I was raised in a religion with strict standards regarding sexual purity and virginity. It was the expectation of my parents and my church that daughters would be virgins on their wedding day and monogamous with one man for life. Although I have since left that culture and chosen a different path, I have deep empathy for how fundamental these values are to my friends and family who remain followers of such religions.
So I watched with curiosity as the national debate regarding the human papillomavirus (HPV) vaccine unfolded in 2006. HPV is a sexually transmitted virus that causes cancers of the cervix, genitals, and throat and is spread by sexual contact. These cancers can be devastating and fatal. This relatively new vaccine protects against the most dangerous strains of HPV and was heralded by the medical community as a tremendous advancement in the fight against cancer. But there was a catch.
In order to be effective, the HPV vaccine must be administered before a person is infected. The Centers for Disease Control recommends children receive the HPV vaccine at age 11 or 12 — which requires parental consent. Enter the opposition.
On one side of the debate were public health experts, lauding this new medical breakthrough as a powerful preventive measure against a devastating type of cancer. On the other side were concerned parents and members of certain community or cultural groups, fearful that the HPV vaccine was a stamp of approval for sexual promiscuity in teenagers. Even I was surprised at how political and nasty the national conversation quickly became.
Michael Douglas put a face on the HPV discussion recently when he revealed that his throat cancer — which took an enormous toll on his health and his family — was caused by HPV. In fact, 70 percent of oropharyngeal cancers are caused by the sexually transmitted virus which is easily spread through oral sex. Partly because vaginal fluids carry a higher virus load than the surface of the penis, HPV-related throat cancer has risen dramatically in middle-aged heterosexual males over the past 30 years. It was a brave disclosure by Mr. Douglas, and it reinvigorated the debate over parents’ rights to decline vaccination for their child on religious or moral grounds.
The vaccine’s opponents do not dispute that the vaccine works — there is ample evidence that it does. Rather, the issue at hand is one of personal beliefs. Do parents have the right to deny their child a vaccine against HPV, thus ensuring potentially dire consequences for unapproved sexual activity? And even if children plan to remain virgins until marriage and monogamous after, should they be punished with cancer if they decide in the future to choose a different path? We know that 65 percent of teenagers are already sexually active by age 18, and the HPV vaccine must be administered before becoming infected with the virus. If parents don’t allow the vaccine during childhood, and the child becomes sexually active during the teenage years (as most do), then the opportunity for prevention may have passed.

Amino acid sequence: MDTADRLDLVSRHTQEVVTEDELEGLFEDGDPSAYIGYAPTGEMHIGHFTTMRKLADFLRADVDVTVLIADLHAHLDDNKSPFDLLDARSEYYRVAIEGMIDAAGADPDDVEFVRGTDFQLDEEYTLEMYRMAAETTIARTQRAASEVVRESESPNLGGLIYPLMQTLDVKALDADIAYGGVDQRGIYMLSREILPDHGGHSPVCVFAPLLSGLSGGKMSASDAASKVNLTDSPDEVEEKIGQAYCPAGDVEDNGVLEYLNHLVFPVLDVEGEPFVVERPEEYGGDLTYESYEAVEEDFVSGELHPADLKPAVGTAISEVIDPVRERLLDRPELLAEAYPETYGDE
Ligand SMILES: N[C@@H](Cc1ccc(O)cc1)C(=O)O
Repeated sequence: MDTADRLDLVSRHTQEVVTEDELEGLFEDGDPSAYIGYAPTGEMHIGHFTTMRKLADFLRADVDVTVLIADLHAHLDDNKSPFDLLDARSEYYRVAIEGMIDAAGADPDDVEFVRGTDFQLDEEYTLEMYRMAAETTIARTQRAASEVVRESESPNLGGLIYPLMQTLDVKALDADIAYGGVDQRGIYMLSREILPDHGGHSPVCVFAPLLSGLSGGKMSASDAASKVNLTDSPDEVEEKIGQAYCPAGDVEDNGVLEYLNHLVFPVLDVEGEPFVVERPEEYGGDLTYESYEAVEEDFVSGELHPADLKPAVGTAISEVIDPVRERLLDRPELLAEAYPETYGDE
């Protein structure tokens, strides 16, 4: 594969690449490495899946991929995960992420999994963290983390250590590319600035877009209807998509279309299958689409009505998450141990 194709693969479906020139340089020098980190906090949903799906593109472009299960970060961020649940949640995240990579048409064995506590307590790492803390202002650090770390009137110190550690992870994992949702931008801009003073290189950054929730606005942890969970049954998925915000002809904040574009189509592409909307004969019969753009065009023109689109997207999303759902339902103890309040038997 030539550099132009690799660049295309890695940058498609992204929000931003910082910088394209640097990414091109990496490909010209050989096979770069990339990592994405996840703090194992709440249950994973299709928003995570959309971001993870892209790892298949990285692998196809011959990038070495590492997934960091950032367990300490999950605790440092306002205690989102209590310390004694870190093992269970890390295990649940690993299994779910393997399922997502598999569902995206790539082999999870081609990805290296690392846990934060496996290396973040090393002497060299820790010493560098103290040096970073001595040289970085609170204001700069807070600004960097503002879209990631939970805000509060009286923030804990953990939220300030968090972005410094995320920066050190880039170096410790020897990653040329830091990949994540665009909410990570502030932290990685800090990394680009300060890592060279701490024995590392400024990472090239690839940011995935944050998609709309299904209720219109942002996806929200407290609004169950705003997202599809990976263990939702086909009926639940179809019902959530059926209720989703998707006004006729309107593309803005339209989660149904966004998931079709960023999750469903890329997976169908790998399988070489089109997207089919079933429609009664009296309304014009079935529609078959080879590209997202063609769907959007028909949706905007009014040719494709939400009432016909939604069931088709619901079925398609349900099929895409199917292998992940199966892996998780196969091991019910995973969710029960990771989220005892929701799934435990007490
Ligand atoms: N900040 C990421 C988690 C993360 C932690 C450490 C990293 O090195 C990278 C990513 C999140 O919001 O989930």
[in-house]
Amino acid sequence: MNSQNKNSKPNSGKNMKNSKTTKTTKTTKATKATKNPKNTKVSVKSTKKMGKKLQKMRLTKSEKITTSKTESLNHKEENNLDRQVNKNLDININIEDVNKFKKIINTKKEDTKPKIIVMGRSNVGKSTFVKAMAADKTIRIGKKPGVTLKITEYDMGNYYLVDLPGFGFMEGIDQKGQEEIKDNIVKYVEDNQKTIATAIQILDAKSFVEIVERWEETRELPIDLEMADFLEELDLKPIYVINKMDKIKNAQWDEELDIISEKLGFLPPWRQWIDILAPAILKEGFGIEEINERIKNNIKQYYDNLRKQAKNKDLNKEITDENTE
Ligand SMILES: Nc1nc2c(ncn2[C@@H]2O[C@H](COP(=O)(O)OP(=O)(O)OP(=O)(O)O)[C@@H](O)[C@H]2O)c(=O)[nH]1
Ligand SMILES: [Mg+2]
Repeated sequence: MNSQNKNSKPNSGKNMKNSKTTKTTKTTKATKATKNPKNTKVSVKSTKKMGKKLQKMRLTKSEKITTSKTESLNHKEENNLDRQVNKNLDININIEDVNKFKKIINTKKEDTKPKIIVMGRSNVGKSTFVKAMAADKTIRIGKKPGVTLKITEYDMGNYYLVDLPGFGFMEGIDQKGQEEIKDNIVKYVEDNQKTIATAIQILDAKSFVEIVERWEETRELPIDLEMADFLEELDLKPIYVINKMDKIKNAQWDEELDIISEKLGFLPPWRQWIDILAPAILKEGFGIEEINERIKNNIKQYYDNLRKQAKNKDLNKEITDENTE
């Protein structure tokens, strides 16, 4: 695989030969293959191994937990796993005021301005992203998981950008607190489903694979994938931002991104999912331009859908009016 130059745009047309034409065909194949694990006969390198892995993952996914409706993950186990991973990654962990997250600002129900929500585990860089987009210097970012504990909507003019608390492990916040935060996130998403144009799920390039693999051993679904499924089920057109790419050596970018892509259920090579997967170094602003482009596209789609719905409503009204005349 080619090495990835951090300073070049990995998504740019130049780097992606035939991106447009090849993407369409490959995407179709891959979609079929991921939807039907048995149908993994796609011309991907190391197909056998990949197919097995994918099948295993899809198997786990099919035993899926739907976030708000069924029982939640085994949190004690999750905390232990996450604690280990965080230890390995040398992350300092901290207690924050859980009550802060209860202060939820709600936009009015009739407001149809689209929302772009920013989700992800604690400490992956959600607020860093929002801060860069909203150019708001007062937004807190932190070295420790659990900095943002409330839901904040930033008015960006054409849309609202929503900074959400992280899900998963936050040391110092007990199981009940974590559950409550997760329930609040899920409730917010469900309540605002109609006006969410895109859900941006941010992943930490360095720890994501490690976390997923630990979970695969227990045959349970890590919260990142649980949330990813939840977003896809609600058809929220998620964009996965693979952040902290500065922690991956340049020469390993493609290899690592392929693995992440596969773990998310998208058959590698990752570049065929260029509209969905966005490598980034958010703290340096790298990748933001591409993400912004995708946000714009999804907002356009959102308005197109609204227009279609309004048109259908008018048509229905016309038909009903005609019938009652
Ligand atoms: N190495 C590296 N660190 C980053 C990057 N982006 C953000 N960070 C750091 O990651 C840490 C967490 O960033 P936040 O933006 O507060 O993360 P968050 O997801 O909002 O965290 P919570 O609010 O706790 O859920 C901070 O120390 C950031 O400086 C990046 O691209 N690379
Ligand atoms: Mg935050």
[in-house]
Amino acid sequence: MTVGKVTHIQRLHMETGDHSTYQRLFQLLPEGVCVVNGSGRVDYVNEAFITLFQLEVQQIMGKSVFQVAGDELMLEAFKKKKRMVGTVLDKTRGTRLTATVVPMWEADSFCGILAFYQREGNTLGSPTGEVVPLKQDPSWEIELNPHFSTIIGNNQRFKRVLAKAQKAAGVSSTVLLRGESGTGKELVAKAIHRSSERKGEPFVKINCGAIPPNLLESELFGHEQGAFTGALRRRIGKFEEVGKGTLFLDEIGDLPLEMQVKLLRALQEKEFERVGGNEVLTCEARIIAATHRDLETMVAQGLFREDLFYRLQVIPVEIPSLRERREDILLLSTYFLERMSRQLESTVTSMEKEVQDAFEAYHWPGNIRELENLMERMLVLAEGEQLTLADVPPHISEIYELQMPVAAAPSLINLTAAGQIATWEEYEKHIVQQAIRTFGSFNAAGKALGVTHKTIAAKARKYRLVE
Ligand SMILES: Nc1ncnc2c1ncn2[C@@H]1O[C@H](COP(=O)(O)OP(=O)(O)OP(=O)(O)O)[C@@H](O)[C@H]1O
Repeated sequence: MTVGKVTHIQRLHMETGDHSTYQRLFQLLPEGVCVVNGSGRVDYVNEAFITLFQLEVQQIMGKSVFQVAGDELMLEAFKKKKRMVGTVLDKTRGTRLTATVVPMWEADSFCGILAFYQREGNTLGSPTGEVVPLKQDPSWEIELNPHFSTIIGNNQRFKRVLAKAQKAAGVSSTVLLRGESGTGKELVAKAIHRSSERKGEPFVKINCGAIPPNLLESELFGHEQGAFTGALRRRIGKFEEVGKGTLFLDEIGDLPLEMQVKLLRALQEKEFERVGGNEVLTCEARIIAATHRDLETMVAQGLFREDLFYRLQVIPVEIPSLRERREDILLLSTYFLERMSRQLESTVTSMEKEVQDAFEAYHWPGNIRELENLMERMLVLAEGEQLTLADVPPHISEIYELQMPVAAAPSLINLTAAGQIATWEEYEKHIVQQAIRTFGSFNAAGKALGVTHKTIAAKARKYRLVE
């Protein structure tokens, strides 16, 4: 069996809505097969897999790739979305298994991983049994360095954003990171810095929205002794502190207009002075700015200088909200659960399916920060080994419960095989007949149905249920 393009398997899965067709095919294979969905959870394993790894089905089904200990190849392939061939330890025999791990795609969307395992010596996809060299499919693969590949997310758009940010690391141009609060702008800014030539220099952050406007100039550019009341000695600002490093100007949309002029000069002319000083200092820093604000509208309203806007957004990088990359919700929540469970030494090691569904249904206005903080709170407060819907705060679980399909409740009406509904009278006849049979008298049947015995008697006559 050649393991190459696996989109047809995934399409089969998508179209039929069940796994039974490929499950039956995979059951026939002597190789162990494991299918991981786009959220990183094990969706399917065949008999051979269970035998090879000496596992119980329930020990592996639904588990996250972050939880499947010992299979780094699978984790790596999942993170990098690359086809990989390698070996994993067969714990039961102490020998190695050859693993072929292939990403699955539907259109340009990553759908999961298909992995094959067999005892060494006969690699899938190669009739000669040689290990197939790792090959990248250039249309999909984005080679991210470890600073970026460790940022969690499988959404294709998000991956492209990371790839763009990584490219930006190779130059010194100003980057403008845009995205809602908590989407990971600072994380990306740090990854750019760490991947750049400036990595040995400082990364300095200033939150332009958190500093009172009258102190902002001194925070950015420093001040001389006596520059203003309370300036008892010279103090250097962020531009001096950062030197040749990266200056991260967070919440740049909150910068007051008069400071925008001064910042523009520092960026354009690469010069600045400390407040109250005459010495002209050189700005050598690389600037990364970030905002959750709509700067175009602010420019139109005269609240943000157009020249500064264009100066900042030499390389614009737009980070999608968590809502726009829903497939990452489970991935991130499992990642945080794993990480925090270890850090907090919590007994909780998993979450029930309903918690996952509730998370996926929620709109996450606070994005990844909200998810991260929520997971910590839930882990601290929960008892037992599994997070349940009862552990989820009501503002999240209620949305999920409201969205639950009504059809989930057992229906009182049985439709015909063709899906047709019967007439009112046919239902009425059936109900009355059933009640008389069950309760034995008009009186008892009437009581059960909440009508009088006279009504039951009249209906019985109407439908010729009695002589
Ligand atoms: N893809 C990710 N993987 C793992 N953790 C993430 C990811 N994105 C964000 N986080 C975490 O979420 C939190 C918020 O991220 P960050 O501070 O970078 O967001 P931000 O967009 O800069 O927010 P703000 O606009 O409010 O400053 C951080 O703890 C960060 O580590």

If we have a vaccine that prevents cancer, why would anyone opt out for his or her child? It’s a baffling question for those of us in public health and has spurred accusations of cruelty and ignorance toward such parents. But I propose a softer approach.
Placing the HPV vaccine debate within the historical context of other medical developments that challenged long-held religious and cultural dogma provides perspective on just how long it takes for a medical advancement to gain popular acceptance.
Take, for example, sperm. The belief that women were responsible for the sex of their offspring caused calamity for thousands of years. Henry VIII had his second wife beheaded for failing to produce a son. When it was discovered in 1905 that sex determination lay in the XY sperm of the male, and not the female’s egg, did society applaud and promptly change their beliefs? On the contrary! Over 100 years later, brides are still cheerfully encouraged to “give him a son” and sometimes persecuted when they do not. The dogma was so deeply ingrained in us that 100 years of knowing better hasn’t abolished it.
So I personally propose, even as a staunch vaccine advocate, an attitude of patience and empathy with those parents who are struggling with the HPV vaccine on the ground that it will be the moral downfall of their children. And I commend the brave parents who have chosen to vaccinate their children against HPV despite being members of groups who oppose it. For although they hope their child will subscribe to the virtuous virginity their religious faith expects, they also recognize that failing to do so should not be punishable by disease and death.
I believe controversy over the HPV vaccine will diminish over time — although hopefully it won’t take 100 years. My personal perspective is that withholding health care from a child to induce moral chastity will some day sound as archaic to us as beheading one’s wife for failing to produce a son.
Or at least we hope so.
Charity Thoman, MD, is a deputy health officer in Santa Barbara County's Public Health Department.